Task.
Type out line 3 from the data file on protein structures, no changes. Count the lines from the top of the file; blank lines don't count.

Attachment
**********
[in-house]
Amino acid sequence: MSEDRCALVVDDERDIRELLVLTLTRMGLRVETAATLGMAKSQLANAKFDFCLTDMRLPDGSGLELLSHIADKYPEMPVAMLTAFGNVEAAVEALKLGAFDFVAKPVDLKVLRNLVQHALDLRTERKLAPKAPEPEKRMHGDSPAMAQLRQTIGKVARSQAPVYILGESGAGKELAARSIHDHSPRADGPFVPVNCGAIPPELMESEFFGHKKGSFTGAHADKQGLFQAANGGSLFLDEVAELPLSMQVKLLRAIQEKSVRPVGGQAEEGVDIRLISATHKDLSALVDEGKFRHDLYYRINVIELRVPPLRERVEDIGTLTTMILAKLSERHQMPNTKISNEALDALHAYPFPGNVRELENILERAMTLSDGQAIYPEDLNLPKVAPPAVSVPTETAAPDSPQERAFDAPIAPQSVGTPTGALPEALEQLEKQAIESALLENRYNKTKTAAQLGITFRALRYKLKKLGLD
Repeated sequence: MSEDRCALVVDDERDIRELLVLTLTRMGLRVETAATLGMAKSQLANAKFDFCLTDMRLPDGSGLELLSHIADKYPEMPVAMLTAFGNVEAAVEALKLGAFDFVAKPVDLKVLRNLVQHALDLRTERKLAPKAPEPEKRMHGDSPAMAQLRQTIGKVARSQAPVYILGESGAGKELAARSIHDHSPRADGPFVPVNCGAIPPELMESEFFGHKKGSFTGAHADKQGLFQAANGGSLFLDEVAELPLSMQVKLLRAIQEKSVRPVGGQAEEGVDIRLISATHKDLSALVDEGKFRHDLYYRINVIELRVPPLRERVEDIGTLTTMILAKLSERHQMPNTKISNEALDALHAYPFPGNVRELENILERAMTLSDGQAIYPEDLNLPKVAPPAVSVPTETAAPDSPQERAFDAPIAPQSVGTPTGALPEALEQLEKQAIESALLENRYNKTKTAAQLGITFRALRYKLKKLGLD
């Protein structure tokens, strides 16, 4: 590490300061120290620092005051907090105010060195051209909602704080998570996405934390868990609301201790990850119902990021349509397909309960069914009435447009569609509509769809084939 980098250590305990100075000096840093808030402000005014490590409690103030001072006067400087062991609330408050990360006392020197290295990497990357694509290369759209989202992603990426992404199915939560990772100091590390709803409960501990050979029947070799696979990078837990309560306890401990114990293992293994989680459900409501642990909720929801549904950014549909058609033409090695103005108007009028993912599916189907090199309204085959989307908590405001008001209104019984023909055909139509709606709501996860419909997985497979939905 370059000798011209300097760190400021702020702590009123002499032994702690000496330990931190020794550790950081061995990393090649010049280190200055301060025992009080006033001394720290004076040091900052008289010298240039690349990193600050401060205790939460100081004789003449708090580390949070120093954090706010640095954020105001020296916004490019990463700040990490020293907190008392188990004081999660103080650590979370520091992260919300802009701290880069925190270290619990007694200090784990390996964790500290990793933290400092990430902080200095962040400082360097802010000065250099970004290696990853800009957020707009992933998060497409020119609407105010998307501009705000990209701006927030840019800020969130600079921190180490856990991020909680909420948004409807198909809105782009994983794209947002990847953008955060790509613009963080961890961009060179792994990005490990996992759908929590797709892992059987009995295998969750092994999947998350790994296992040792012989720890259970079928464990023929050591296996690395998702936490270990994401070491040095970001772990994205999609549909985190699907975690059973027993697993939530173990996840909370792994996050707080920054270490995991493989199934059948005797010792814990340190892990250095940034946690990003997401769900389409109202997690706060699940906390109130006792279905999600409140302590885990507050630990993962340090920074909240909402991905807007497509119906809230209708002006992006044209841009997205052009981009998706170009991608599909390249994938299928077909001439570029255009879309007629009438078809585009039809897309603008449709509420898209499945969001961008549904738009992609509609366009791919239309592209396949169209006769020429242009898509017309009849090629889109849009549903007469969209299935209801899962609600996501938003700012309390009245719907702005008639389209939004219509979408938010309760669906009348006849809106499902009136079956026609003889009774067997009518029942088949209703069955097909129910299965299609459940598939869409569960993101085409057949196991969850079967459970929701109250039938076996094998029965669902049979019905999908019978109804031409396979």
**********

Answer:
Repeated sequence: MSEDRCALVVDDERDIRELLVLTLTRMGLRVETAATLGMAKSQLANAKFDFCLTDMRLPDGSGLELLSHIADKYPEMPVAMLTAFGNVEAAVEALKLGAFDFVAKPVDLKVLRNLVQHALDLRTERKLAPKAPEPEKRMHGDSPAMAQLRQTIGKVARSQAPVYILGESGAGKELAARSIHDHSPRADGPFVPVNCGAIPPELMESEFFGHKKGSFTGAHADKQGLFQAANGGSLFLDEVAELPLSMQVKLLRAIQEKSVRPVGGQAEEGVDIRLISATHKDLSALVDEGKFRHDLYYRINVIELRVPPLRERVEDIGTLTTMILAKLSERHQMPNTKISNEALDALHAYPFPGNVRELENILERAMTLSDGQAIYPEDLNLPKVAPPAVSVPTETAAPDSPQERAFDAPIAPQSVGTPTGALPEALEQLEKQAIESALLENRYNKTKTAAQLGITFRALRYKLKKLGLD